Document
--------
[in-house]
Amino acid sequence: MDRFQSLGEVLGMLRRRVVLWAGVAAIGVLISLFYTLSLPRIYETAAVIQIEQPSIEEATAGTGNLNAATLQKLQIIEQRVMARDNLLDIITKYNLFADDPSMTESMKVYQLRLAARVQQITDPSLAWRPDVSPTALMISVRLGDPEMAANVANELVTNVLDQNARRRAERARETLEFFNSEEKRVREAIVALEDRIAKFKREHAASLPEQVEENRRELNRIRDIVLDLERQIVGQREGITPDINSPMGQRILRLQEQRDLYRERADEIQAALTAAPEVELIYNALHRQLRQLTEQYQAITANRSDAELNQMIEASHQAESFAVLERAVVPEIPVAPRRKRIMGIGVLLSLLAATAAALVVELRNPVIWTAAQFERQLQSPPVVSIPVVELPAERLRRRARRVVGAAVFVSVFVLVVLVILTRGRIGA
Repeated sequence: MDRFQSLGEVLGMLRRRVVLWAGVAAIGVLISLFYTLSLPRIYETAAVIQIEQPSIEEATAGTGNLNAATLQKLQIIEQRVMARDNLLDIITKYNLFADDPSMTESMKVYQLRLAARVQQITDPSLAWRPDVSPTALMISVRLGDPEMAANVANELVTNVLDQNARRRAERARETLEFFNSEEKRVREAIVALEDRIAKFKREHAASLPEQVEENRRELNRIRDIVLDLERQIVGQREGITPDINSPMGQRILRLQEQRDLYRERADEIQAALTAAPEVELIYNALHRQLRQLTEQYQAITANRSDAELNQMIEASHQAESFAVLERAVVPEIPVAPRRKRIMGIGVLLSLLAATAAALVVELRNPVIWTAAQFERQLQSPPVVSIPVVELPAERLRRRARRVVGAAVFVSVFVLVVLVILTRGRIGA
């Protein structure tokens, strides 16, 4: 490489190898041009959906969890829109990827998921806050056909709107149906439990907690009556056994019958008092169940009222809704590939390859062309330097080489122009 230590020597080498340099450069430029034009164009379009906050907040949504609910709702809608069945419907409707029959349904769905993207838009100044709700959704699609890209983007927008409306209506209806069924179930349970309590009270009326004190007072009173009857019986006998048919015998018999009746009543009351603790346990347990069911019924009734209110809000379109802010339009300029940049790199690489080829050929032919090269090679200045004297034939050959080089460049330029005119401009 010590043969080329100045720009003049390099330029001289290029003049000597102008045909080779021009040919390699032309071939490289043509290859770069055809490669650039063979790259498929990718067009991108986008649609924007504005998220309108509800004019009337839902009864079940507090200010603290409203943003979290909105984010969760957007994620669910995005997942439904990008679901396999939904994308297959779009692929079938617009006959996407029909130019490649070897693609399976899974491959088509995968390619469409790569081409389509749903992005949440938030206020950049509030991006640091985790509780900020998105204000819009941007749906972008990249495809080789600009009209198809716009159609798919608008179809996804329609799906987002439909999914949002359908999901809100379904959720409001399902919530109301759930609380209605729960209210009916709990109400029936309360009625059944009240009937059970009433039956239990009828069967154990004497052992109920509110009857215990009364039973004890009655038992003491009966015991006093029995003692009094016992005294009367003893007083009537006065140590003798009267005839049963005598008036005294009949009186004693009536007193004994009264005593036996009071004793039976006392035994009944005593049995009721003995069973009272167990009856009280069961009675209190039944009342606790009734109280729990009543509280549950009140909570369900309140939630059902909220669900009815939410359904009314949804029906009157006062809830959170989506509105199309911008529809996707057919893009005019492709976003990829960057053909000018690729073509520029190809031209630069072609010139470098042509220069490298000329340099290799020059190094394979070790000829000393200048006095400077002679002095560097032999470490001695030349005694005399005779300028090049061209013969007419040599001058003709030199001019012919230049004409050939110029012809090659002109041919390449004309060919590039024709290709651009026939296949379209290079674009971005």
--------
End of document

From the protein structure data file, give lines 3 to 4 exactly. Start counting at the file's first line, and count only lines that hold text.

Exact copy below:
Repeated sequence: MDRFQSLGEVLGMLRRRVVLWAGVAAIGVLISLFYTLSLPRIYETAAVIQIEQPSIEEATAGTGNLNAATLQKLQIIEQRVMARDNLLDIITKYNLFADDPSMTESMKVYQLRLAARVQQITDPSLAWRPDVSPTALMISVRLGDPEMAANVANELVTNVLDQNARRRAERARETLEFFNSEEKRVREAIVALEDRIAKFKREHAASLPEQVEENRRELNRIRDIVLDLERQIVGQREGITPDINSPMGQRILRLQEQRDLYRERADEIQAALTAAPEVELIYNALHRQLRQLTEQYQAITANRSDAELNQMIEASHQAESFAVLERAVVPEIPVAPRRKRIMGIGVLLSLLAATAAALVVELRNPVIWTAAQFERQLQSPPVVSIPVVELPAERLRRRARRVVGAAVFVSVFVLVVLVILTRGRIGA
């Protein structure tokens, strides 16, 4: 490489190898041009959906969890829109990827998921806050056909709107149906439990907690009556056994019958008092169940009222809704590939390859062309330097080489122009 230590020597080498340099450069430029034009164009379009906050907040949504609910709702809608069945419907409707029959349904769905993207838009100044709700959704699609890209983007927008409306209506209806069924179930349970309590009270009326004190007072009173009857019986006998048919015998018999009746009543009351603790346990347990069911019924009734209110809000379109802010339009300029940049790199690489080829050929032919090269090679200045004297034939050959080089460049330029005119401009 010590043969080329100045720009003049390099330029001289290029003049000597102008045909080779021009040919390699032309071939490289043509290859770069055809490669650039063979790259498929990718067009991108986008649609924007504005998220309108509800004019009337839902009864079940507090200010603290409203943003979290909105984010969760957007994620669910995005997942439904990008679901396999939904994308297959779009692929079938617009006959996407029909130019490649070897693609399976899974491959088509995968390619469409790569081409389509749903992005949440938030206020950049509030991006640091985790509780900020998105204000819009941007749906972008990249495809080789600009009209198809716009159609798919608008179809996804329609799906987002439909999914949002359908999901809100379904959720409001399902919530109301759930609380209605729960209210009916709990109400029936309360009625059944009240009937059970009433039956239990009828069967154990004497052992109920509110009857215990009364039973004890009655038992003491009966015991006093029995003692009094016992005294009367003893007083009537006065140590003798009267005839049963005598008036005294009949009186004693009536007193004994009264005593036996009071004793039976006392035994009944005593049995009721003995069973009272167990009856009280069961009675209190039944009342606790009734109280729990009543509280549950009140909570369900309140939630059902909220669900009815939410359904009314949804029906009157006062809830959170989506509105199309911008529809996707057919893009005019492709976003990829960057053909000018690729073509520029190809031209630069072609010139470098042509220069490298000329340099290799020059190094394979070790000829000393200048006095400077002679002095560097032999470490001695030349005694005399005779300028090049061209013969007419040599001058003709030199001019012919230049004409050939110029012809090659002109041919390449004309060919590039024709290709651009026939296949379209290079674009971005």